Regulatory Toxicology

Regulatory toxicologists help governments to formulate regulations and put them into practice. Their advice and decisions help to minimise the risk presented by chemicals which may be hazardous to human health and the environment. They may be asked questions by the public, industry, journalists and politicians, all of whom will expect clear and informative answers.

For example:

  • Are there subtle behavioural effects in factory workers exposed to a particular solvent? Can the solvent levels and the behavioural effects be measured in order to set safe exposure limits?
  • What are the risks posed by chemicals left in the soil if a house is built on an old gas works?
  • What are the risks resulting from the presence of low levels of a pesticide in food or drinking water?
  • Has a company provided sufficient toxicological data on a new product to demonstrate its safety? Does this data satisfy the legal requirements so that a product licence or other marketing approval can be issued?
  • Do the emissions from waste incinerators or landfill sites pose a risk to health?

Regulatory toxicologists need a broad knowledge, usually gained from postgraduate experience in academia or previous experience in industry or contract toxicology. They must be able to evaluate data from all branches of toxicology and assess its relevance to human health in real-life chemical exposure situations – it’s important to not only understand the health hazards posed by a chemical, but also how these translate into health risks for a given population. Risk will be affected by how people are exposed to a chemical, such as the level and duration of exposure, and the way in which a chemical gets into the body.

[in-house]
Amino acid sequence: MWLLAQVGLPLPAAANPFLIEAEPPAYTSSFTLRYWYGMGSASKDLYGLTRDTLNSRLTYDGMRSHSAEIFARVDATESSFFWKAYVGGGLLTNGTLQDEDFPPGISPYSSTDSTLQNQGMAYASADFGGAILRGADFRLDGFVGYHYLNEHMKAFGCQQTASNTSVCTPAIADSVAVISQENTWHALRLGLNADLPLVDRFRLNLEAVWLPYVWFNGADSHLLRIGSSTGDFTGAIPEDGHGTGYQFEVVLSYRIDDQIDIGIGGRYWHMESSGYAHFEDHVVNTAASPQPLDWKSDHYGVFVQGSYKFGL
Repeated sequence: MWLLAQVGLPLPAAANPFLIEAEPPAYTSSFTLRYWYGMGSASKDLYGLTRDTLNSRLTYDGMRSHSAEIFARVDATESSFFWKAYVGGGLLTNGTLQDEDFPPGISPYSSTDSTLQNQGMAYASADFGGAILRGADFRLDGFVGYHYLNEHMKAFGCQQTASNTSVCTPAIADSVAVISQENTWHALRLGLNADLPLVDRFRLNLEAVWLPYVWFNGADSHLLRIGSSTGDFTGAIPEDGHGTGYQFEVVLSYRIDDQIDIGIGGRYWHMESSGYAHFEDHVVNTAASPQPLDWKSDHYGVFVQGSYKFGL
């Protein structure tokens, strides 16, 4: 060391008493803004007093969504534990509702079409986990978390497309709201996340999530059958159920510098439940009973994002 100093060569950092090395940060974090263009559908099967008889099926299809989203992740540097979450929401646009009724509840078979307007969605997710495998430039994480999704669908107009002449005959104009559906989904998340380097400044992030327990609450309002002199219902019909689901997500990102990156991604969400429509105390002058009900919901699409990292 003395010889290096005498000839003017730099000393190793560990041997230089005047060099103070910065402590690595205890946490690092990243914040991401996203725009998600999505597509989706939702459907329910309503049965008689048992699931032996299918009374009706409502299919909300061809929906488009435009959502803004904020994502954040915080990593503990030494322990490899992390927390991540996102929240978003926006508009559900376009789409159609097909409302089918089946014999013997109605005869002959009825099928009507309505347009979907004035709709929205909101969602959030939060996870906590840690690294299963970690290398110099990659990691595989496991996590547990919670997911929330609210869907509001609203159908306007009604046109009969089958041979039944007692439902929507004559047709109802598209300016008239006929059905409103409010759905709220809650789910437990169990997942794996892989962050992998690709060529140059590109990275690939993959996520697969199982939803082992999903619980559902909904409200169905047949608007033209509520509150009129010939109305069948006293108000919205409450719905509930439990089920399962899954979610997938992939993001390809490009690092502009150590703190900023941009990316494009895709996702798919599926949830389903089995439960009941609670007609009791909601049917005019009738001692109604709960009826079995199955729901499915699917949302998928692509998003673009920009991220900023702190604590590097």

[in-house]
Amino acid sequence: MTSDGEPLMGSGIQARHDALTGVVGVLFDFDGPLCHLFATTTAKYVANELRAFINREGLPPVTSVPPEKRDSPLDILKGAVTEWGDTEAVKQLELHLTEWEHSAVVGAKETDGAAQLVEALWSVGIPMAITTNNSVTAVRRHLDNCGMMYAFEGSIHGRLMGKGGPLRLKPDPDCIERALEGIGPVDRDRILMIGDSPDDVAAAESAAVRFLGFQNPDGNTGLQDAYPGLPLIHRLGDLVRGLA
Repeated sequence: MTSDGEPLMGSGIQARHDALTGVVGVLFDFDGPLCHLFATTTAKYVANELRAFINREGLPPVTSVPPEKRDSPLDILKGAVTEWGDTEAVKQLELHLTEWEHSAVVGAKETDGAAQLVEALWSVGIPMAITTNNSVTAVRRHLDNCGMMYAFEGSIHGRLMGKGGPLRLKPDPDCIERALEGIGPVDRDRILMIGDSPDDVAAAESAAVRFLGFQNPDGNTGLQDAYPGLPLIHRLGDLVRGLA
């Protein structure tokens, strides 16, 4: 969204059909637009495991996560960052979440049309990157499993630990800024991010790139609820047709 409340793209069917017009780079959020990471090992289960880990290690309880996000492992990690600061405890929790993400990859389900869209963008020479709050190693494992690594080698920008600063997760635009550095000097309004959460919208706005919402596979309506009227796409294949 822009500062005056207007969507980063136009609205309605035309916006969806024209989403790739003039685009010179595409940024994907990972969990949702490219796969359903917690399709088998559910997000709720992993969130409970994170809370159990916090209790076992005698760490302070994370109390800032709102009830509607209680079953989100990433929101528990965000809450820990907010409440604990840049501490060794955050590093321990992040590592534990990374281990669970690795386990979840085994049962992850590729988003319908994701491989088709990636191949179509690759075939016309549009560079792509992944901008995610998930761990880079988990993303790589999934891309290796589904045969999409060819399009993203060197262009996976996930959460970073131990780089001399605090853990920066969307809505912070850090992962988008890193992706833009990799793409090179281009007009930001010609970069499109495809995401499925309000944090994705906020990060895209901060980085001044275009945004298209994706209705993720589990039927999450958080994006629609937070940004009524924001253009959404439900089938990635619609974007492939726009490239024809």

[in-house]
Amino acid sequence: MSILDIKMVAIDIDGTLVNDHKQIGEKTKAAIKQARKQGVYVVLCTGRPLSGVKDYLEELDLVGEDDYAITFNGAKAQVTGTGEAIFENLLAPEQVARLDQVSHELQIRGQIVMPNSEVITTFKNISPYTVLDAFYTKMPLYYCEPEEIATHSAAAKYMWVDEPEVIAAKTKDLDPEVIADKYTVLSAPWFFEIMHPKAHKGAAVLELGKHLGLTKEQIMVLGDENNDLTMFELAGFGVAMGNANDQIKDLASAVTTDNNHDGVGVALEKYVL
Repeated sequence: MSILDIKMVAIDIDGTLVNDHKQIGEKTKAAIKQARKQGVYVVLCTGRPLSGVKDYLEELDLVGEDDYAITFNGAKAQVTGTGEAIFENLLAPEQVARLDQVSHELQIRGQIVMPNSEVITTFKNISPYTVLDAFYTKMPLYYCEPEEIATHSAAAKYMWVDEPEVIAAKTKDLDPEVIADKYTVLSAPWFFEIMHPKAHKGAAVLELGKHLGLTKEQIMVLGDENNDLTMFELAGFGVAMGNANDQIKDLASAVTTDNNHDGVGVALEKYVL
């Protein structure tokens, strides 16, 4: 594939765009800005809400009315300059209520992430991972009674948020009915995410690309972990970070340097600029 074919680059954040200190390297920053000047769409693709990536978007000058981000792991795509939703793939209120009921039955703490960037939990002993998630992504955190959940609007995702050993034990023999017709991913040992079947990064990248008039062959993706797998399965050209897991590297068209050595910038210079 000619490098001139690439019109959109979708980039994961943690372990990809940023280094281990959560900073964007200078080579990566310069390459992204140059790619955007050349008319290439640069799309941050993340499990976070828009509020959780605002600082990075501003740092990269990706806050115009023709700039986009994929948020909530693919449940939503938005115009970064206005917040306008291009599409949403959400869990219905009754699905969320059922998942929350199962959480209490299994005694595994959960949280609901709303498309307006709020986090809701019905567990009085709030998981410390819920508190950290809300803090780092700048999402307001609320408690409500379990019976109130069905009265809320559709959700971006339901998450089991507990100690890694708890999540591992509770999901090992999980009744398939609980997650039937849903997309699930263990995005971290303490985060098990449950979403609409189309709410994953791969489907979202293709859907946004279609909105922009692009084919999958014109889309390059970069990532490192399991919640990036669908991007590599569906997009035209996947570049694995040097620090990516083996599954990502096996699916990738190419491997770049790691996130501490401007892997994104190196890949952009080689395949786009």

Communication skills are very important to a regulatory toxicologist working within the government. Having evaluated the available scientific data and produced a risk assessment, they may need to share this with other scientists, policy makers, politicians, journalists and the general public. Each may have their own concerns, preconceptions and misconceptions; getting the message across strongly enough for action to be taken, but without causing unnecessary panic, often requires more than a little diplomacy!

Of course, applying toxicology to such a wide variety of problems is rather more than a matter of careful judgement – it also forms the basis of a fascinating and varied career with important consequences for public health. The regulatory toxicologist’s recommendations will become the basis for regulations, and government policy and advice, which will help protect many aspects of our daily lives. Regulatory toxicologists help to enhance and safeguard the health of the public.

If you’re interested in working in Regulatory Toxicology within industry, you can find more information about typical careers in this article by the American Chemical Society:

From Basic Research in Toxicology to a Career in Regulatory Toxicology: An Industry Perspective